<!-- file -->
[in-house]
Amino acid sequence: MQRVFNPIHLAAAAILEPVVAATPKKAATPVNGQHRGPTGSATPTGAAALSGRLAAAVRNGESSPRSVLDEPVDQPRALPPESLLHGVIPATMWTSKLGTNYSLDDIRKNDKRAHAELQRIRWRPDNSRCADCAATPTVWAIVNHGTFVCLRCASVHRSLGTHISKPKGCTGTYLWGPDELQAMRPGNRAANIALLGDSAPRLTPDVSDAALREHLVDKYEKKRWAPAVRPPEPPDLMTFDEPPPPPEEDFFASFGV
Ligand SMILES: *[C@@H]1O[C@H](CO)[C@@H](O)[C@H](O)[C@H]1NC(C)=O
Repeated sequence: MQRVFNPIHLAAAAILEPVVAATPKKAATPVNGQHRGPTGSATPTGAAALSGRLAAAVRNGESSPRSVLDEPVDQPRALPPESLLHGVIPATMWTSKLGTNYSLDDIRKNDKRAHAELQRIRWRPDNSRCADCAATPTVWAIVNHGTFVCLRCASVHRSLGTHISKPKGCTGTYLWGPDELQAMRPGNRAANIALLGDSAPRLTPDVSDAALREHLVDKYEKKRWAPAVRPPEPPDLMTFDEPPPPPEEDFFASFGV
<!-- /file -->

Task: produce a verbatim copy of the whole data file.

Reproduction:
[in-house]
Amino acid sequence: MQRVFNPIHLAAAAILEPVVAATPKKAATPVNGQHRGPTGSATPTGAAALSGRLAAAVRNGESSPRSVLDEPVDQPRALPPESLLHGVIPATMWTSKLGTNYSLDDIRKNDKRAHAELQRIRWRPDNSRCADCAATPTVWAIVNHGTFVCLRCASVHRSLGTHISKPKGCTGTYLWGPDELQAMRPGNRAANIALLGDSAPRLTPDVSDAALREHLVDKYEKKRWAPAVRPPEPPDLMTFDEPPPPPEEDFFASFGV
Ligand SMILES: *[C@@H]1O[C@H](CO)[C@@H](O)[C@H](O)[C@H]1NC(C)=O
Repeated sequence: MQRVFNPIHLAAAAILEPVVAATPKKAATPVNGQHRGPTGSATPTGAAALSGRLAAAVRNGESSPRSVLDEPVDQPRALPPESLLHGVIPATMWTSKLGTNYSLDDIRKNDKRAHAELQRIRWRPDNSRCADCAATPTVWAIVNHGTFVCLRCASVHRSLGTHISKPKGCTGTYLWGPDELQAMRPGNRAANIALLGDSAPRLTPDVSDAALREHLVDKYEKKRWAPAVRPPEPPDLMTFDEPPPPPEEDFFASFGV